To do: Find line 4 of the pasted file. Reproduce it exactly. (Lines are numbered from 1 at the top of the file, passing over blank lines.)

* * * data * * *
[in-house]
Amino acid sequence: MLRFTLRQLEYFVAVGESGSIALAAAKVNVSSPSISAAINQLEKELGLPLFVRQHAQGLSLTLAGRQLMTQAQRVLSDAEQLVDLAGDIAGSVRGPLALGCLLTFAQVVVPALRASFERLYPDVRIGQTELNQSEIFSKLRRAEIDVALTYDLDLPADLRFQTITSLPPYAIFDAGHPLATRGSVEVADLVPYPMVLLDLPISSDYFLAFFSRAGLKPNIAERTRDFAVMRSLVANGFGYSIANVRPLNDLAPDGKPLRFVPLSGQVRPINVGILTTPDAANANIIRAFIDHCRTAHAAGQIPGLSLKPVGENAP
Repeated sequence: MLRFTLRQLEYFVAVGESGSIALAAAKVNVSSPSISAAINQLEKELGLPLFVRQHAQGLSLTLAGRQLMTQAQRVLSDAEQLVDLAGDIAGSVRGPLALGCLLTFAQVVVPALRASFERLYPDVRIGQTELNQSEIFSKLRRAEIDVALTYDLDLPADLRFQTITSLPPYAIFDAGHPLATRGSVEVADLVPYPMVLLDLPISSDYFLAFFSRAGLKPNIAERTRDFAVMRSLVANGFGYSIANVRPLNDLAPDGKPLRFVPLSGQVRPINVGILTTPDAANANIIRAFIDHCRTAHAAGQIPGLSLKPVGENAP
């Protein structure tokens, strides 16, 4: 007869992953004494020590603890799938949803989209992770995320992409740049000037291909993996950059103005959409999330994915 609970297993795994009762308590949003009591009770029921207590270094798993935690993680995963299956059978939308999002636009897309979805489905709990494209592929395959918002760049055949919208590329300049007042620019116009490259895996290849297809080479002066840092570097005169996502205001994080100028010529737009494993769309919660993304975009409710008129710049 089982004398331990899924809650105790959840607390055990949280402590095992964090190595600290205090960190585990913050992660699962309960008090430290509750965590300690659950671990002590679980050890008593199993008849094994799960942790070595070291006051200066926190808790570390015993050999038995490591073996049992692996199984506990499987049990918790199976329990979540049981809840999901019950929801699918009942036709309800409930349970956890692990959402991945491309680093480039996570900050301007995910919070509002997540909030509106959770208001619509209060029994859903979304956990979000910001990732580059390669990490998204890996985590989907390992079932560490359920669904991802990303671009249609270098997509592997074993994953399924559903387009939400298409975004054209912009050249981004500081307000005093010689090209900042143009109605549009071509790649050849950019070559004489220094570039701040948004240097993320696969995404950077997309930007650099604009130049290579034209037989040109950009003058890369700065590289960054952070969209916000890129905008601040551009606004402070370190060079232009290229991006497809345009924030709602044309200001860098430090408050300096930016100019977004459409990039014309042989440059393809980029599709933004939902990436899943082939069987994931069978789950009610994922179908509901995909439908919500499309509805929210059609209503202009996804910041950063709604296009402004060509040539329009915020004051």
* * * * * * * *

């Protein structure tokens, strides 16, 4: 007869992953004494020590603890799938949803989209992770995320992409740049000037291909993996950059103005959409999330994915 609970297993795994009762308590949003009591009770029921207590270094798993935690993680995963299956059978939308999002636009897309979805489905709990494209592929395959918002760049055949919208590329300049007042620019116009490259895996290849297809080479002066840092570097005169996502205001994080100028010529737009494993769309919660993304975009409710008129710049 089982004398331990899924809650105790959840607390055990949280402590095992964090190595600290205090960190585990913050992660699962309960008090430290509750965590300690659950671990002590679980050890008593199993008849094994799960942790070595070291006051200066926190808790570390015993050999038995490591073996049992692996199984506990499987049990918790199976329990979540049981809840999901019950929801699918009942036709309800409930349970956890692990959402991945491309680093480039996570900050301007995910919070509002997540909030509106959770208001619509209060029994859903979304956990979000910001990732580059390669990490998204890996985590989907390992079932560490359920669904991802990303671009249609270098997509592997074993994953399924559903387009939400298409975004054209912009050249981004500081307000005093010689090209900042143009109605549009071509790649050849950019070559004489220094570039701040948004240097993320696969995404950077997309930007650099604009130049290579034209037989040109950009003058890369700065590289960054952070969209916000890129905008601040551009606004402070370190060079232009290229991006497809345009924030709602044309200001860098430090408050300096930016100019977004459409990039014309042989440059393809980029599709933004939902990436899943082939069987994931069978789950009610994922179908509901995909439908919500499309509805929210059609209503202009996804910041950063709604296009402004060509040539329009915020004051």